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Cargo crime on rise as recession bites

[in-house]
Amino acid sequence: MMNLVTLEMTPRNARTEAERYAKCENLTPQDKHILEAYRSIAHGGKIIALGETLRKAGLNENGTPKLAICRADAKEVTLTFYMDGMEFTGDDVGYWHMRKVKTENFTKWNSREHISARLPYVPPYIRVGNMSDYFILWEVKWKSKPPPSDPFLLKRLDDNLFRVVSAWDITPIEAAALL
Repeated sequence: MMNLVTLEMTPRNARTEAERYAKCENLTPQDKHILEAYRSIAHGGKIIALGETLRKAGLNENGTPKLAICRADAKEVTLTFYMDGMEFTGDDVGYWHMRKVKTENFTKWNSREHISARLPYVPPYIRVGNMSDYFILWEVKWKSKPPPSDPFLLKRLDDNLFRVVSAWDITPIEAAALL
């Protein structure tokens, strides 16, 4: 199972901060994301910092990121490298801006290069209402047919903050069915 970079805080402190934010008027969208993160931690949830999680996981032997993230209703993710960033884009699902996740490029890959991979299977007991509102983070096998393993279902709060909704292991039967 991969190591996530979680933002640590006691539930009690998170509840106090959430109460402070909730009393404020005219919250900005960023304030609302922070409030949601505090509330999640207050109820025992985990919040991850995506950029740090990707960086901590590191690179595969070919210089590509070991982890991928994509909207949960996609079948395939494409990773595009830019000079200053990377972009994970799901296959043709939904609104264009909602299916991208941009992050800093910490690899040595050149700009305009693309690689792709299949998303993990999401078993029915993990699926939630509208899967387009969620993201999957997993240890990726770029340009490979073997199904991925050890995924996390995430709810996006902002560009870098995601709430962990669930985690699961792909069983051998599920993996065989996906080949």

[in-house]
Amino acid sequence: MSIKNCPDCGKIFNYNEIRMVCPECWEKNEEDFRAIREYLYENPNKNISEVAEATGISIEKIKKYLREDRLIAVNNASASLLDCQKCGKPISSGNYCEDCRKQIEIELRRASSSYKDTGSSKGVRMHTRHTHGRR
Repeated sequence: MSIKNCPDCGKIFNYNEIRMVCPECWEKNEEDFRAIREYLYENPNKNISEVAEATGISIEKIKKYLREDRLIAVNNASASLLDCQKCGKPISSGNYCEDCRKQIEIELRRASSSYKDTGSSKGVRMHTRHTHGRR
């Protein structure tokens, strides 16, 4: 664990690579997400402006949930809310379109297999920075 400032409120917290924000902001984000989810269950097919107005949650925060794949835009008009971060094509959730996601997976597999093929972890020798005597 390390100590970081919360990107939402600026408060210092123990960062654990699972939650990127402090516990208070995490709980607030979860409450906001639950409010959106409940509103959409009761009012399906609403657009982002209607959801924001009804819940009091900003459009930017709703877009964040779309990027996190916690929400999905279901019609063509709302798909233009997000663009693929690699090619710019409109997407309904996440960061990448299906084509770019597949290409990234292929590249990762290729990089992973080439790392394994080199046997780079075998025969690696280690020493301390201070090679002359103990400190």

WHILE piracy grabs the headlines, inland supply chains face more sophisticated but equally brutal thieves, and the recession will make things worse. The Transported Asset Protection Association has warned that the global economic downturn will lead to an increase in cargo crime on logistics facilities and trucks, the latter sometimes with the threat of violence. The association, made up of shippers, freight forwarders, cargo carriers and law enforcement agencies, said: “We know from previous recessions that crime increases. UK government statistics, for example, reported a 19% increase in violent crime during the recession of the early 1990s. “We expect 2009 to be one of the toughest years of the last decade in terms of cargo crime statistics.” Latest statistics from the association’s Incident Information Service for Europe, the Middle East and Africa show 3,756 reported incidents of cargo crime during 2008 with a total loss value of more than €170.6m ($217m). This figure will continue to grow, with incident data still being collated for last year. The head of ISS, Gilad Solnik, said that the downturn will see consumers turn to “cheaper alternatives” mainly “stolen or counterfeit goods in the parallel markets”. While organised crime remains the number one threat, Tapa says that recession-driven staff cutbacks, leading to more temporary employees and fewer supervisors, will provide thieves with the opportunity they require. “We refer to the theft triangle of motivation, rationalisation and opportunity. Being unemployed or earning less produces the motivation. “Then comes the rationalisation: everybody is doing it and stealing from a large corporation is seen as a legitimate activity. They argue that they are stealing from the people responsible for the crisis. “Finally, comes the opportunity. More temporary staff are being taken on, while they may be fewer supervisors because the control level has been stretched to cut costs. Less supervision means more opportunity, particularly for the first time opportunistic thief.” Risk management remains key, says Tapa: “The figures we are starting to see for 2008 reinforce our message that no one can afford to be complacent about cargo crime. “Tapa members have been seeing a reduction in their overall losses, especially compared to the rest of the industry. However, we expect the level of threat to increase considerably as a direct result of the economic downturn.”





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